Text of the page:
It’s fairly straightforward to calculate the expected number of civilizations given a certain probability of life evolving around a star. We can think of a large k-sided die—if the die lands on 1, you get life; any other value yields nothing. Then we just have to roll the die once for each star.
To start with an easy example, let’s use a coin (i.e. a 2-sided die). If we flip the coin S times, what are the odds we only get a single Heads?
S=1 → 50% (it will either land Heads or Tails)
S=2 → 50% (HT and TH work, out of the 4 possible combinations)
S=3 → 37.5% (HTT, THT, or TTH out of the 12 possible combinations)
In general, there are
2^S possible flip sequences, and there are
S ways to get exactly one Heads (in the first spot, the second spot, …or the Sth spot). So the general formula is
P = S/2^S
I.e. if we flip a coin S times, we can expect to get exactly one Heads with probability
We know there are about 100 billion stars in the Milky Way, or about 2^26. Plug that in for S and we get
P = 2^26 / 2^(2^26) = 1 / 2^ (2^26 - 26)
where P is the probability we’d find ourselves alone.
This is such an outrageously tiny number I can’t find a calculator that will handle it. Suffice it to say, if there were 50/50 odds of life evolving around a given star, the Milky Way would be teeming with life (about 50 billion civilizations!)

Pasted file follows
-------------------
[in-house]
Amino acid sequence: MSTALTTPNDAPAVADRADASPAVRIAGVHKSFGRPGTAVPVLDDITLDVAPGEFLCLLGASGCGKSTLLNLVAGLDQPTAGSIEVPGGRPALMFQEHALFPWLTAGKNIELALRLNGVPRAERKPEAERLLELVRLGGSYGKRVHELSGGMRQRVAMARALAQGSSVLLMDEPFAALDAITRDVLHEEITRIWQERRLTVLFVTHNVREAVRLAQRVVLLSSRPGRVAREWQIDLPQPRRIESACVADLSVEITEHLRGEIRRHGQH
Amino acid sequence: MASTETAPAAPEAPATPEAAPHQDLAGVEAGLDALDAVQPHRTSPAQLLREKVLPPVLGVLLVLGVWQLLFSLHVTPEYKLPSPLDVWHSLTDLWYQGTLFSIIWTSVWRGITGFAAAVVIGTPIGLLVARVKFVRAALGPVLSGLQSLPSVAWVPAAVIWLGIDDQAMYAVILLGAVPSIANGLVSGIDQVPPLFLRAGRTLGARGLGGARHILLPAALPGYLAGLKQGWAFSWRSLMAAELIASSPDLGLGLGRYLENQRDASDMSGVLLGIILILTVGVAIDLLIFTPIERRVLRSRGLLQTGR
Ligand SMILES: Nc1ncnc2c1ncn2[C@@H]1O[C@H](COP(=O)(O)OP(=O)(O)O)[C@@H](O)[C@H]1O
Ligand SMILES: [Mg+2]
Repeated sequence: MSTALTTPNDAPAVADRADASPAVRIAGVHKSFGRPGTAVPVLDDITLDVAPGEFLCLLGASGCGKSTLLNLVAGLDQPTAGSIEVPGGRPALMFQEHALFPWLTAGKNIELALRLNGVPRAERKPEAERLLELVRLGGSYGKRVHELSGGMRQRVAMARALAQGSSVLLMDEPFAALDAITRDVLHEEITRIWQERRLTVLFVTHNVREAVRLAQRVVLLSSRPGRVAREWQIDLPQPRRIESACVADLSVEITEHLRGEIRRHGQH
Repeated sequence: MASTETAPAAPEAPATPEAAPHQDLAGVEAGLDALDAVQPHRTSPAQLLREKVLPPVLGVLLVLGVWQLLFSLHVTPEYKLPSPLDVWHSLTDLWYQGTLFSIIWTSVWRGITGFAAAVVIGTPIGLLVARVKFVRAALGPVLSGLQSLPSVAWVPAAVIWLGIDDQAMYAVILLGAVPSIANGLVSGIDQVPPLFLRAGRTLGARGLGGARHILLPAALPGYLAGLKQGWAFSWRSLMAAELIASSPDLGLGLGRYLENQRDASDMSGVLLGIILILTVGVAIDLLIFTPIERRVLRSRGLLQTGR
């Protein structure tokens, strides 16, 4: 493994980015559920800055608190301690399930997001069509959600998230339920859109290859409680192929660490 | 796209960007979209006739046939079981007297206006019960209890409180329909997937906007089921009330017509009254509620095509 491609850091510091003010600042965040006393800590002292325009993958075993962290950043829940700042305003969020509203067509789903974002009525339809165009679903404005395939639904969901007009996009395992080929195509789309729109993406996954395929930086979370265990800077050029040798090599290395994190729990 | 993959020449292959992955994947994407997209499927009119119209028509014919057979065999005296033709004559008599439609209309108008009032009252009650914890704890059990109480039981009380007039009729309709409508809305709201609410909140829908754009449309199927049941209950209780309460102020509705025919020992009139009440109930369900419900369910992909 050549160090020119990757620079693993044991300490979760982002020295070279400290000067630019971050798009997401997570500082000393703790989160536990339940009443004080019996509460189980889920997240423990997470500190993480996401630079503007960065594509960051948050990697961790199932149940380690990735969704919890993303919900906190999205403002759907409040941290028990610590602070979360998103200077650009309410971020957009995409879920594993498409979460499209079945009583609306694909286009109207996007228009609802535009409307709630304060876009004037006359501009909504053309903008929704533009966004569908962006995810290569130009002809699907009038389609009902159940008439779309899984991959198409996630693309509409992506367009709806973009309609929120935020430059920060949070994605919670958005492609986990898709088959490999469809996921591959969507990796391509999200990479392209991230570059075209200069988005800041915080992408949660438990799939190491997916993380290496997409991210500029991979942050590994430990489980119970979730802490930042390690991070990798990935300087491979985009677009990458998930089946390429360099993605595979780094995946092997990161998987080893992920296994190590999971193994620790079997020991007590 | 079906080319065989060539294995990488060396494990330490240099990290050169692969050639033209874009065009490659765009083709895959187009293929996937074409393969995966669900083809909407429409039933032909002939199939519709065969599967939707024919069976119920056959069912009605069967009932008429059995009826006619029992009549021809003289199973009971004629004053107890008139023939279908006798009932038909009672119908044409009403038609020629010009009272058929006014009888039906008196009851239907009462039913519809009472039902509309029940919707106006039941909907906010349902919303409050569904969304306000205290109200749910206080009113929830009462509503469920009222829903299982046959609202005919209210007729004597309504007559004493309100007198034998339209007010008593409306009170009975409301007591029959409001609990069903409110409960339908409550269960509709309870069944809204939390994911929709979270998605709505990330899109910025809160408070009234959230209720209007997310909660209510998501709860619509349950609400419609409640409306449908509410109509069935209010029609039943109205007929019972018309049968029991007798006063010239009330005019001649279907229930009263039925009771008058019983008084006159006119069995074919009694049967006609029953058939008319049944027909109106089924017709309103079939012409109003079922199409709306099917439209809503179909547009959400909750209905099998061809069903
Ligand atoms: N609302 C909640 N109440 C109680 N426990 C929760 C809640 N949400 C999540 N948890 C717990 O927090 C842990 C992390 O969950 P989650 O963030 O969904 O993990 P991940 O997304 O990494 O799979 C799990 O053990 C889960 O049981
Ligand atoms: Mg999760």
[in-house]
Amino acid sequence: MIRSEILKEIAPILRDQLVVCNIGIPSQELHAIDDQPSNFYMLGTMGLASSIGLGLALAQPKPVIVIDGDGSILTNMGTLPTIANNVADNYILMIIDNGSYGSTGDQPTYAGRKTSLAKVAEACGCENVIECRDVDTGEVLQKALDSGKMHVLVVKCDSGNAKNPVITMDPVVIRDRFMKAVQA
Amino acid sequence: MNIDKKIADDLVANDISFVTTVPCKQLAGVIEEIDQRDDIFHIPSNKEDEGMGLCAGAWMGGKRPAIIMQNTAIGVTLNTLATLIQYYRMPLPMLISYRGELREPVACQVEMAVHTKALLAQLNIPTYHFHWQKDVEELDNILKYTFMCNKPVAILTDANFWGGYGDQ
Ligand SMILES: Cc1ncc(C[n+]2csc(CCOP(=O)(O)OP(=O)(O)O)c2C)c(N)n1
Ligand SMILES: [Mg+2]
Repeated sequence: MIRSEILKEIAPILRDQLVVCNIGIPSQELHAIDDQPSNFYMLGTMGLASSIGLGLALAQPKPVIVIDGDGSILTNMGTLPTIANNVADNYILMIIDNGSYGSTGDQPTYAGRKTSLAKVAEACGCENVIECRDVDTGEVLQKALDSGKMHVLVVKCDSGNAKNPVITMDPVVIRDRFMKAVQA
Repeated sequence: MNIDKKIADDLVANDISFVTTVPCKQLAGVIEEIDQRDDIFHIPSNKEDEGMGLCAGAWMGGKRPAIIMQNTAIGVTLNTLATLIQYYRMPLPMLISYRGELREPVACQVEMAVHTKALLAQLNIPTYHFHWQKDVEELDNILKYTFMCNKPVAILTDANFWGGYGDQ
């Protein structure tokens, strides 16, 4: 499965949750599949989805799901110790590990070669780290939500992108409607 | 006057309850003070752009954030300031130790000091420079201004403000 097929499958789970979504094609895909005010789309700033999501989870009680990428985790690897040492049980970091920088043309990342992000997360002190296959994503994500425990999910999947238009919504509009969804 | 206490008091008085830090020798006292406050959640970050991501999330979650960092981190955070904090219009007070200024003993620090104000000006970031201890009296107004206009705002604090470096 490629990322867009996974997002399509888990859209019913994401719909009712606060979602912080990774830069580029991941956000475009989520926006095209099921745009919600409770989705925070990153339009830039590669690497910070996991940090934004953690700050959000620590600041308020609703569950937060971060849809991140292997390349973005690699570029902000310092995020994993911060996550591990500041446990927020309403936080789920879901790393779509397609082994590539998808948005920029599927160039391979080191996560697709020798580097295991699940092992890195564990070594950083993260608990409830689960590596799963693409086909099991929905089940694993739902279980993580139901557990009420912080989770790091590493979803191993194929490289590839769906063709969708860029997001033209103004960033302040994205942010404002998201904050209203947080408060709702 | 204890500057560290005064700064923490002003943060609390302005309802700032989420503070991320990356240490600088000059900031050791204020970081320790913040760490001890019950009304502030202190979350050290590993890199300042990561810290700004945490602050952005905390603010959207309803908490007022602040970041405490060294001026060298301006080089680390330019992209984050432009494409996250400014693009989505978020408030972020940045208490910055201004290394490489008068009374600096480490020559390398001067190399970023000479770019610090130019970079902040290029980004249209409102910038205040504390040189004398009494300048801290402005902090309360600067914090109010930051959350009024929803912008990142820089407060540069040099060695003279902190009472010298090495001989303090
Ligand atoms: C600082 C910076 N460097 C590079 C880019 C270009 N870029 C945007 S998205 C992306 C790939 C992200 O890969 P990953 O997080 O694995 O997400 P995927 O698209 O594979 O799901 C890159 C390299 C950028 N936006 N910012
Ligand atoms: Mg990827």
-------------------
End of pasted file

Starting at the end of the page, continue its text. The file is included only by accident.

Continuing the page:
But the emergence of life around a star is probably a rarer event than that. What happens if we increase the number of sides on our die?
A three-sided die gives us a slightly more complex expression. There are now
3^S total possible combinations, but many more than
S ways to only roll a single 1. For example, if we get a 1 on the first roll, we can get any combination of 2s and 3s from then on. There are
2^(S-1) such combinations of 2s and 3s, giving us the equation:
P = S * 2^(S-1) / 3^S
We can generalize this to any k-sided die as
P = S * (k-1)^(S-1) / k^S
and voila! Given any probability of life evolving around a star, and the knowledge that there are 10B stars in the Milky Way, we can calculate the odds of humanity being alone.
(Note: I wrote a quick simulation to double-check this formula.)
Here’s an interesting question: given a certain number of stars S, what value of k maximizes the chances that humanity is alone?